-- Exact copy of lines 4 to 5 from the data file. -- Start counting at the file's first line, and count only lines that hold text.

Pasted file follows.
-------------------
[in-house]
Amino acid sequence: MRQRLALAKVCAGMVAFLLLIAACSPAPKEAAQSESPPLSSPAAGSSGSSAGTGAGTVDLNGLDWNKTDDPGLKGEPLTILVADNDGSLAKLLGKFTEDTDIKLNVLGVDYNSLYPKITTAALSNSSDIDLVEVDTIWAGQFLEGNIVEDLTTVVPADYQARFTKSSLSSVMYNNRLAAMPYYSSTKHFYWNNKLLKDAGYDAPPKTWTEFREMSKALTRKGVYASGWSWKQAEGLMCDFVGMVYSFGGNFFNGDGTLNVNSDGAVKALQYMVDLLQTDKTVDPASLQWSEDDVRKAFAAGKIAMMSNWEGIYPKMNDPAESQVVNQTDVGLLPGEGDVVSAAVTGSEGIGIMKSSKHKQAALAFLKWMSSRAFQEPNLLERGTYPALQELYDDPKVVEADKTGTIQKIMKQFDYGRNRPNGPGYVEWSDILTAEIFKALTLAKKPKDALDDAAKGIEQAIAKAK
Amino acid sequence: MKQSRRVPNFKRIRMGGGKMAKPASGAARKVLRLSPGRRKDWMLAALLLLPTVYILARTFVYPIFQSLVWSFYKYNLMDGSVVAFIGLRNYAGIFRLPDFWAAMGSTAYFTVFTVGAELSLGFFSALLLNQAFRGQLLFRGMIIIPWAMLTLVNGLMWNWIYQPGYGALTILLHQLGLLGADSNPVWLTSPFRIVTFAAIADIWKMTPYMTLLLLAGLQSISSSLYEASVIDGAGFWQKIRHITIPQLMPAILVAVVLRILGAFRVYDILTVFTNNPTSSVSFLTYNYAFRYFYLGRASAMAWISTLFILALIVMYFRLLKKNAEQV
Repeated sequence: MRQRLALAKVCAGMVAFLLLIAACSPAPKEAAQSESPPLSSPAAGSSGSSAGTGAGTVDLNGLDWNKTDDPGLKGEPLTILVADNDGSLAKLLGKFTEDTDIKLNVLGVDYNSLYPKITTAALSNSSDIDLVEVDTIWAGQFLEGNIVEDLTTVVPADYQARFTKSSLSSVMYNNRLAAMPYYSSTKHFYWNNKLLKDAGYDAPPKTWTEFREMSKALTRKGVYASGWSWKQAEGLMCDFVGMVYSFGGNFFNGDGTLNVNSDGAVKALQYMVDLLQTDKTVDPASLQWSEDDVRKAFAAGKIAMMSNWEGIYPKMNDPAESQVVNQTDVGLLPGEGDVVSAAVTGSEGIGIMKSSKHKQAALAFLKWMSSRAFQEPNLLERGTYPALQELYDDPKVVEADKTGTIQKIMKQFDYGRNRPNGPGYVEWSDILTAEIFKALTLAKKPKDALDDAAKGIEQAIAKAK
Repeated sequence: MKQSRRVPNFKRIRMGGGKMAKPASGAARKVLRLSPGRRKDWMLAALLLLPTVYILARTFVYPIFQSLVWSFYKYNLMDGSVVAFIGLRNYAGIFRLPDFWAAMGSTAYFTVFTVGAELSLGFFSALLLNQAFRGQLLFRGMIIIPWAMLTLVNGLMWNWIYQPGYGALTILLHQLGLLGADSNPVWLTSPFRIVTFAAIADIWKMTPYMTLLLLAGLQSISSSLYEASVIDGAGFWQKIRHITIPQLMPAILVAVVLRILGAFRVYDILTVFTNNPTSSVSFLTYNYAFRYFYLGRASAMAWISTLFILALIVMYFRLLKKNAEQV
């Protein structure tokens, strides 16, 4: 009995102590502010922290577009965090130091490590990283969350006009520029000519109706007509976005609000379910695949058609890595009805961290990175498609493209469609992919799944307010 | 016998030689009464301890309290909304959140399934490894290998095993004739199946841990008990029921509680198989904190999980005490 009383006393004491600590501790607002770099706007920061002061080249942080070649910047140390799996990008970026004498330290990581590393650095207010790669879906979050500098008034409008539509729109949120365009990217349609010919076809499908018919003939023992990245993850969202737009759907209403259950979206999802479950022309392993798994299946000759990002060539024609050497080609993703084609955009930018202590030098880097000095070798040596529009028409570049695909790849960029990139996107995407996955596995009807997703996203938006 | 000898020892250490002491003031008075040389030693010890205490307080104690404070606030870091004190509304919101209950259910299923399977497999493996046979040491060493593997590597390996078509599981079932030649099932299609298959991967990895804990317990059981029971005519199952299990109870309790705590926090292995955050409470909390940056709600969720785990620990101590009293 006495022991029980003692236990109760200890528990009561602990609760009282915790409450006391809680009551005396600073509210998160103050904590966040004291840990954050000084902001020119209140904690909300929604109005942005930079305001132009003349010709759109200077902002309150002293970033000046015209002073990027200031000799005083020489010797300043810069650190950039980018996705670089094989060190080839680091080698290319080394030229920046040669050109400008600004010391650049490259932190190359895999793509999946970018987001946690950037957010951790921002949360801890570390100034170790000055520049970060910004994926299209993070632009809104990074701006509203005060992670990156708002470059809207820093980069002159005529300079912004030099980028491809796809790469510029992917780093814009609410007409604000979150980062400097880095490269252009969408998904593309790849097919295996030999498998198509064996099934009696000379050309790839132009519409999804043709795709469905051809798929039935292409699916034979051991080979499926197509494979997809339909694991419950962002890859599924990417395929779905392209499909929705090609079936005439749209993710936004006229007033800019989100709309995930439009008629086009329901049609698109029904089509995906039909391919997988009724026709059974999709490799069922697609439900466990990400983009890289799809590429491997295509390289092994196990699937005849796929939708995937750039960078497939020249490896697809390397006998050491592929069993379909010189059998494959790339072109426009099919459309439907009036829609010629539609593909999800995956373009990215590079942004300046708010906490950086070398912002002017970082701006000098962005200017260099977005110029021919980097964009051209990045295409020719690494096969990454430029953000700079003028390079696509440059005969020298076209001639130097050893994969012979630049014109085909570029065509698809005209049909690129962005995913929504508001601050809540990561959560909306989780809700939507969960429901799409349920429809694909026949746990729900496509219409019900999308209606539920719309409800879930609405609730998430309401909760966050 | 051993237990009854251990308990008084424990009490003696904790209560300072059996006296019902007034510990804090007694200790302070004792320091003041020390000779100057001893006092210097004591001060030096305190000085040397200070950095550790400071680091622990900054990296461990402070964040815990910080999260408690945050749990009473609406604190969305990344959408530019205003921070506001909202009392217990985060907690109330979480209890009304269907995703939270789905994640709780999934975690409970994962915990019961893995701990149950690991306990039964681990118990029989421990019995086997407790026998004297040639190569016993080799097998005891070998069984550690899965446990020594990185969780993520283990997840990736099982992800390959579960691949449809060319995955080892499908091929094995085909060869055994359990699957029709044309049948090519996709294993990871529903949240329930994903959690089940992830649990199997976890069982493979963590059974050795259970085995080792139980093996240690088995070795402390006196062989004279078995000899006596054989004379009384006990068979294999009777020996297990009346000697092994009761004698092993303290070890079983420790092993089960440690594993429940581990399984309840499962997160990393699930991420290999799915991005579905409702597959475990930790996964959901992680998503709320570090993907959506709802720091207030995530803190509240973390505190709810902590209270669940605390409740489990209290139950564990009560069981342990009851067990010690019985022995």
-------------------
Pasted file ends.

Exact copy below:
Repeated sequence: MRQRLALAKVCAGMVAFLLLIAACSPAPKEAAQSESPPLSSPAAGSSGSSAGTGAGTVDLNGLDWNKTDDPGLKGEPLTILVADNDGSLAKLLGKFTEDTDIKLNVLGVDYNSLYPKITTAALSNSSDIDLVEVDTIWAGQFLEGNIVEDLTTVVPADYQARFTKSSLSSVMYNNRLAAMPYYSSTKHFYWNNKLLKDAGYDAPPKTWTEFREMSKALTRKGVYASGWSWKQAEGLMCDFVGMVYSFGGNFFNGDGTLNVNSDGAVKALQYMVDLLQTDKTVDPASLQWSEDDVRKAFAAGKIAMMSNWEGIYPKMNDPAESQVVNQTDVGLLPGEGDVVSAAVTGSEGIGIMKSSKHKQAALAFLKWMSSRAFQEPNLLERGTYPALQELYDDPKVVEADKTGTIQKIMKQFDYGRNRPNGPGYVEWSDILTAEIFKALTLAKKPKDALDDAAKGIEQAIAKAK
Repeated sequence: MKQSRRVPNFKRIRMGGGKMAKPASGAARKVLRLSPGRRKDWMLAALLLLPTVYILARTFVYPIFQSLVWSFYKYNLMDGSVVAFIGLRNYAGIFRLPDFWAAMGSTAYFTVFTVGAELSLGFFSALLLNQAFRGQLLFRGMIIIPWAMLTLVNGLMWNWIYQPGYGALTILLHQLGLLGADSNPVWLTSPFRIVTFAAIADIWKMTPYMTLLLLAGLQSISSSLYEASVIDGAGFWQKIRHITIPQLMPAILVAVVLRILGAFRVYDILTVFTNNPTSSVSFLTYNYAFRYFYLGRASAMAWISTLFILALIVMYFRLLKKNAEQV